Spectator on facebook

Spectator on facebook

History of V4

ON FEBRUARY 15, 1991 the President of the Czechoslovak Republic, Václav Havel, the President of the Republic of Poland, Lech Wałęsa, and the Prime Minister of the Republic of Hungary, József Antall, met in Visegrad, Hungary and agreed on the creation of an informal grouping of the three central European countries, the Visegrad Group.

ON FEBRUARY 15, 1991 the President of the Czechoslovak Republic, Václav Havel, the President of the Republic of Poland, Lech Wałęsa, and the Prime Minister of the Republic of Hungary, József Antall, met in Visegrad, Hungary and agreed on the creation of an informal grouping of the three central European countries, the Visegrad Group.

The location of the meeting, which also lent its name to the group, provided a symbolic historical arch linking this meeting to a similar gathering, which took place there in 1335, attended by John of Luxembourg, King of Bohemia, Charles Robert, King of Hungary, and Casimir III, King of Poland. Both meetings aimed at intensifying cooperation and friendship among the three central European states.

The formation of the Visegrad Group was motivated by four factors: the need to eliminate any hangovers of communist rule in central Europe; the desire to overcome historic animosities among central European countries; the belief that through joint effort they would be able to achieve goals bringing about social and economic transformation and entering the European integration process; and a method to find common ground for the goals and policies of the governments.

Following the division of Czechoslovakia in 1993, the Visegrad Group expanded to four countries, with both the Czech Republic and the Slovak Republic becoming members.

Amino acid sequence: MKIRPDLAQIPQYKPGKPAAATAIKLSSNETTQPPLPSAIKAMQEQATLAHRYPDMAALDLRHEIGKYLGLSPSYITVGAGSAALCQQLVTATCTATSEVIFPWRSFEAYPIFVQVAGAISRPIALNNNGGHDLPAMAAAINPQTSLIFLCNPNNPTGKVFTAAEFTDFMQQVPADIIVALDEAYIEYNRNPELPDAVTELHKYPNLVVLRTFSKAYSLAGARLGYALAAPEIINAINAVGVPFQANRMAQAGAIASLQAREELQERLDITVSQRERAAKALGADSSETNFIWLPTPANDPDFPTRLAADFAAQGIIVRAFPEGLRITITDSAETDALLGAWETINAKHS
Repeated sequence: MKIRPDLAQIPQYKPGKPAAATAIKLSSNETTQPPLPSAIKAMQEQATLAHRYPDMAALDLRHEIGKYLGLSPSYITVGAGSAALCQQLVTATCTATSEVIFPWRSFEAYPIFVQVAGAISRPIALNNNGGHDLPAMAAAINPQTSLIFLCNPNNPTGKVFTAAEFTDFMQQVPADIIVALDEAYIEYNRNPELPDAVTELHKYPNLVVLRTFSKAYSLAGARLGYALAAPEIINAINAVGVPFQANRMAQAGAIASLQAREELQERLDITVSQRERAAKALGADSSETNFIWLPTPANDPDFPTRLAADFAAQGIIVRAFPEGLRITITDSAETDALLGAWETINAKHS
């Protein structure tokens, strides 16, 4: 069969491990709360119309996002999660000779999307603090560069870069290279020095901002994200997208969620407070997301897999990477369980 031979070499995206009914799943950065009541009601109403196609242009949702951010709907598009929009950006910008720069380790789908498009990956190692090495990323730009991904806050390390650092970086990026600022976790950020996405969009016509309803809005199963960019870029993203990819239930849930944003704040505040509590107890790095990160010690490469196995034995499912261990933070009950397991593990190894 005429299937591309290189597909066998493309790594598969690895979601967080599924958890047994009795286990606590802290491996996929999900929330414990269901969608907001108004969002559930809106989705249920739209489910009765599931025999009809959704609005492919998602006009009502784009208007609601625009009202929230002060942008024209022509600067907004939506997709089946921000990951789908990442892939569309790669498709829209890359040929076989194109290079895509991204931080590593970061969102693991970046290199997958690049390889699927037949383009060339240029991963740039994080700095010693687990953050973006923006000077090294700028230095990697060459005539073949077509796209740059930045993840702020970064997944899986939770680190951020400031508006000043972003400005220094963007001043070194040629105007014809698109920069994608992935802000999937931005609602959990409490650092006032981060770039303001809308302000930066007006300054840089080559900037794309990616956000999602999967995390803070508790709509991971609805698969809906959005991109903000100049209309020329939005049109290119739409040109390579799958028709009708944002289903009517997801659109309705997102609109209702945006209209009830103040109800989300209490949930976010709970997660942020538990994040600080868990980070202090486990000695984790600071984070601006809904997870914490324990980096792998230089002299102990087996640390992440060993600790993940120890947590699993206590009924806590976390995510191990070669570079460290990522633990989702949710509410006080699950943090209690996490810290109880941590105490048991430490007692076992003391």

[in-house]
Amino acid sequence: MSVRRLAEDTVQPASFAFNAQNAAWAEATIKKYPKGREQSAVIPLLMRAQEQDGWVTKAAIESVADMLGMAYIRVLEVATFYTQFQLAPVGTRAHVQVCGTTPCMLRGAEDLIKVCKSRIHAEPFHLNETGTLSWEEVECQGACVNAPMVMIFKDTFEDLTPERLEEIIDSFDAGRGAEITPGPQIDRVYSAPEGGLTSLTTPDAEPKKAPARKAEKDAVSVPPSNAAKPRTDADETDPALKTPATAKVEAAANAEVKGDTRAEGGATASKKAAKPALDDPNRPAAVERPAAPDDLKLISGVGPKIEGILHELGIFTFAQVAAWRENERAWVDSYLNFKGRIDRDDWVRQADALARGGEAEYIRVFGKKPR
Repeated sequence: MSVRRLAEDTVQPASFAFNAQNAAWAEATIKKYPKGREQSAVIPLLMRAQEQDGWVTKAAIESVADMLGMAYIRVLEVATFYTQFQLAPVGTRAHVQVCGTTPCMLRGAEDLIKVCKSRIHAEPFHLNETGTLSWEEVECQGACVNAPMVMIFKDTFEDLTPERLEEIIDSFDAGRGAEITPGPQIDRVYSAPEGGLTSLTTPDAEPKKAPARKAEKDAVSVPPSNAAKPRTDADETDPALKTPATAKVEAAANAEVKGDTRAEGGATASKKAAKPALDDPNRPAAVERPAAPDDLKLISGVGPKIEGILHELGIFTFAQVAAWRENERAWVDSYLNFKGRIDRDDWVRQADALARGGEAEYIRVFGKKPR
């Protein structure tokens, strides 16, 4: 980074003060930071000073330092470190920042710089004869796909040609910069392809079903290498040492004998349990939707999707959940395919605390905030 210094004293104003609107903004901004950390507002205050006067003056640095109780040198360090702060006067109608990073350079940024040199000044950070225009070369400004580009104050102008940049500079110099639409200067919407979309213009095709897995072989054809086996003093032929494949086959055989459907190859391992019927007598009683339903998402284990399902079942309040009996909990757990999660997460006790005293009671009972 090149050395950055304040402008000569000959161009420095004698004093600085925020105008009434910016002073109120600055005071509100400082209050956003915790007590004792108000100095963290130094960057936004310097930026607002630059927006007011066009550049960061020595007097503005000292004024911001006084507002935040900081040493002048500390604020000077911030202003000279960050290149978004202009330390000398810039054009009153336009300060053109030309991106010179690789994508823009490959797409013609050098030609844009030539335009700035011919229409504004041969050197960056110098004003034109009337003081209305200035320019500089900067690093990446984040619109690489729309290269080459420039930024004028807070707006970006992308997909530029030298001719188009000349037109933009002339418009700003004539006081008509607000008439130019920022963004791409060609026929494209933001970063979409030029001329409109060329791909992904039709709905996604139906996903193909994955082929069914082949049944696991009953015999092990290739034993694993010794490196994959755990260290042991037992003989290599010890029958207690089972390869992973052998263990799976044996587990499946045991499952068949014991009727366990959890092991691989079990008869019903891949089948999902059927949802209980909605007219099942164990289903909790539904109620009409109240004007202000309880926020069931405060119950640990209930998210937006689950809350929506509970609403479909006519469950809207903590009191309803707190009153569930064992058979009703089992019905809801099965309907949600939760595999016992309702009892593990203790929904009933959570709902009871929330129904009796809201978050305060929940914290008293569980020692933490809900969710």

Cooperation between countries in the Visegrad Group is not institutionalised in any way. Cooperation flows solely on the basis of periodic meetings of representatives from each country at various levels: from prime ministers and presidents to gatherings of experts.

A summit meeting of prime ministers takes place annually. One of the V4 countries holds the presidency between summits and is responsible for drafting a one-year plan of action. The only organisational support structure within the Visegrad Group is the International Visegrad Fund, which supports the development of cooperation in culture, scientific fields, research, education, student exchanges, cross-border cooperation at the local level and promotion of tourism.

The piece is part of the Visegrad Countries Special, prepared by The Slovak Spectator with the support of the International Visegrad Fund. For more information on cooperation between the Czech Republic, Hungary, Poland and Slovakia please see the following document.


Top stories

How did Communism happen in Czechoslovakia?

For the 40 years, Czechs and Slovaks would celebrate February 25 as Victorious February, even though the enthusiasm of most of those who supported Communists in 1948 would very quickly evaporate.

Prime Minister Klement Gottwald (right) swears an oath into the hands of President Edvard Benes on February 27, 1948 at the Prague Castle.

Cemetery with a remarkable creative concept Photo

The shapes of tombstones were prescribed until 1997

Vrakuňa Cemetery in Bratislava

Being young is harder than it used to be

The failure of older generations to sympathise with youth means politics are primarily a contest of who can hand out more gifts to old people.

Young Slovaks have problems finding proper jobs.

Historian: After 1948, Czechoslovakia was paralysed with fear

On February 25, Czechs and Slovaks mark 70 years since the rise of Communism in their common state. Historian Jan Pešek talks about the coup and its aftermath.

Demonstration in Prague, Wenceslas' Square, on February 28, 1948.